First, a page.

Elevator interior damage and its impact on your university’s reputation
No, when we say "battle," we're not talking about some sort of water balloon fight in an elevator.
Over time, elevator interiors can get damaged… especially if the cab is used for both passengers and freight. Even with the best padded intentions, freight and furniture movers and delivery drivers ding up, gouge and scuff walls with dollies, carts and crates.
This is especially true of the pounding dorm elevators take because they’re dual purpose – mainly passenger hauling, but at least twice a year, they turn into freight elevators with student move-in and move-out.
Elevators as brand ambassadors
Some of the main reasons to renovate your cab are to update the appearance and make it more appealing by giving it a refreshed look, make the interior more energy efficient with LED ceilings or add extra protection to the cab walls.
Another reason to upgrade your cab interior: If you spend $50,000 or $100,000 on only elevator equipment upgrades, riders will not notice anything new and will still feel like they are in an “old” elevator… they can’t tell that you just spent big bucks replacing the jack, power unit, controller and door operator.
Hear it from Director of Facilities & Operations at the University of North Carolina – Charlotte.
“We’ve had several elevators that had been beat up, dinged, that were nothing but a metal tin can. It doesn’t look good to visitors, the trustees, donors that come in and look at the campus. As a parent you might think that university is not at the top of their game.”
This is not the message you want to send to families that are touring your campus to potentially choose your institution as their child’s source of education. It could be a critical component to whether they decide to enroll or not.
UNC-Charlotte went on to renovate their campus elevators and have received rave reviews of the new elevator cabs.
“…when somebody sees the interior of a car they believe that it is more functional, more safe… Everybody is very proud of the modernization that is taking place.”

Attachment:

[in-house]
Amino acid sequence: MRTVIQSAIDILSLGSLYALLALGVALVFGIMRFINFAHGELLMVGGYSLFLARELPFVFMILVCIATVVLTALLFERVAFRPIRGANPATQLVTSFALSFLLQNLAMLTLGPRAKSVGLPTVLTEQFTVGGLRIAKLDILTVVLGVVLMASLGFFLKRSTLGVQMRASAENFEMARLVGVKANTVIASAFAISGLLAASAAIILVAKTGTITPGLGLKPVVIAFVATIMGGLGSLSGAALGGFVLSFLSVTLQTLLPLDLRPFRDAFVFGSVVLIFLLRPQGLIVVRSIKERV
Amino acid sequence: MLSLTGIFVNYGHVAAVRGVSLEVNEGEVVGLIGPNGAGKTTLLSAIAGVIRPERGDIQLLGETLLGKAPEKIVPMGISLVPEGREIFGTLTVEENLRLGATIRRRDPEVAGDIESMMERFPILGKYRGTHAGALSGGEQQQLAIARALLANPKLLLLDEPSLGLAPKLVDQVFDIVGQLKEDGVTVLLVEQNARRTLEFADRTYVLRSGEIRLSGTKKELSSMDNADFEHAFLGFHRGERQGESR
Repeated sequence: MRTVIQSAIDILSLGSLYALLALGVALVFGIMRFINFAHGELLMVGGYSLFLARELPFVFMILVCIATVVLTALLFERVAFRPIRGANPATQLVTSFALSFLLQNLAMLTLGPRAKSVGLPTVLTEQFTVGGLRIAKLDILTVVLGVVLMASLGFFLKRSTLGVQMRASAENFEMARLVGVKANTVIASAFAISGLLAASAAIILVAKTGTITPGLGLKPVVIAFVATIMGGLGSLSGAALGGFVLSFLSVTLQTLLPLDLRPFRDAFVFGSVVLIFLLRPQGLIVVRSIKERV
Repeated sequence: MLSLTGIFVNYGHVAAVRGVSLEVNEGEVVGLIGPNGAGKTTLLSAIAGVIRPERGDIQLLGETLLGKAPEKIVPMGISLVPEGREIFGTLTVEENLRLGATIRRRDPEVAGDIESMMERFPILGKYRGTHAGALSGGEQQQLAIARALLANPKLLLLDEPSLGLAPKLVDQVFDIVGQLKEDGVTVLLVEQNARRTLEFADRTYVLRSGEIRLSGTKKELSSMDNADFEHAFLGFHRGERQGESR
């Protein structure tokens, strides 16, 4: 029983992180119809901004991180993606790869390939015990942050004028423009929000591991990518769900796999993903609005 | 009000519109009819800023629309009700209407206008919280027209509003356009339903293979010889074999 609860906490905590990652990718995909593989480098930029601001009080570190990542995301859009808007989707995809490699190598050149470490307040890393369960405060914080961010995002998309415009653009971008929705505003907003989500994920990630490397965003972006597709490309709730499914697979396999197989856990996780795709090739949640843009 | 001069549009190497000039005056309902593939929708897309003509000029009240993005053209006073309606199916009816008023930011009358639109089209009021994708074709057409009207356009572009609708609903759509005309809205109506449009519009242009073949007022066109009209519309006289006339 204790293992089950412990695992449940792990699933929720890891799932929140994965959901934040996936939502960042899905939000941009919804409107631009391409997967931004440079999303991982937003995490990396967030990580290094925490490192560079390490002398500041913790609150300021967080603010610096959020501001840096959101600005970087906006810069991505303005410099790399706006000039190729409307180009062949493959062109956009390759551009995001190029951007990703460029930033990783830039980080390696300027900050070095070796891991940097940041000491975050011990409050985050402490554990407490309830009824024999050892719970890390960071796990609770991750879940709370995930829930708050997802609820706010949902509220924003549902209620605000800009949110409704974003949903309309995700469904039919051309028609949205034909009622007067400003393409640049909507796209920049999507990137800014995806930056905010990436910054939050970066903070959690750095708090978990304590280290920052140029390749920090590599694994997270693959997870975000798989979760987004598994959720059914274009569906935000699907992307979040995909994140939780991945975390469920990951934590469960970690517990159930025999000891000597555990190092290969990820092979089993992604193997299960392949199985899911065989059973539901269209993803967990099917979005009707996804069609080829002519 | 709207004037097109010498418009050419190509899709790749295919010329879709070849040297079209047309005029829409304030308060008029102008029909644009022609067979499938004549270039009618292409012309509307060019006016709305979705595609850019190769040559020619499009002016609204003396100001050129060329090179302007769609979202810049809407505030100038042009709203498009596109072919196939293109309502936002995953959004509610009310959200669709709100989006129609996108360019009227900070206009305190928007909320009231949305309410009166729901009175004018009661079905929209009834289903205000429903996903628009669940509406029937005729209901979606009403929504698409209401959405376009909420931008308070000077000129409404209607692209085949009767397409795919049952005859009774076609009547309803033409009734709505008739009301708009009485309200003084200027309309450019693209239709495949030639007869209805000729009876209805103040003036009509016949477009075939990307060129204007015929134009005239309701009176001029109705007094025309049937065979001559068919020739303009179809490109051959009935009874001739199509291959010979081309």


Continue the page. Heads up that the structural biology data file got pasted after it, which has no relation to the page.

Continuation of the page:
You can hear about their transformation first hand on our Getting to the Next Level: UNC Charlotte page.
Bottom line: When thinking elevator renovation, you should consider both outside and inside upgrades.
Same goes for whole-building renovations. You may spend millions on a major renovation … or maybe just thousands on a new coat of paint and other items to refresh the décor. Leaving an old, damaged, dark and dingy elevator cab out of your renovation budget may leave your beautiful upgrade project with a serious black eye.
Incorporating institutional branding in your elevators
The inclusion of logos and graphics can help carry and reinforce your brand message. At the University of North Carolina – Charlotte, a $3.5M renovation to modernize multiple elevators across campus included new interiors with custom graphics in the cab panels.
A closing note about elevator installation and downtime
One final and critical aspect to bear in mind is that interior cab renovations cannot … or should not take the cab out of service for too long a time. Taking a cab down for renovation increases the potential for longer wait times as passengers have to switch to another cab.
Ideally, the cab renovation materials and process should be designed to cut downtime to a bare minimum. Renovation packages should be designed for simple and easy modular installation.
Need help with an elevator renovation project?
If you're in the process of planning an elevator renovation project and would like to learn more about durable elevator interiors, we are here to help!
Learn more about our Ascend Elevator Protection solutions, or you can contact a elevator interior expert at 800-222-5556.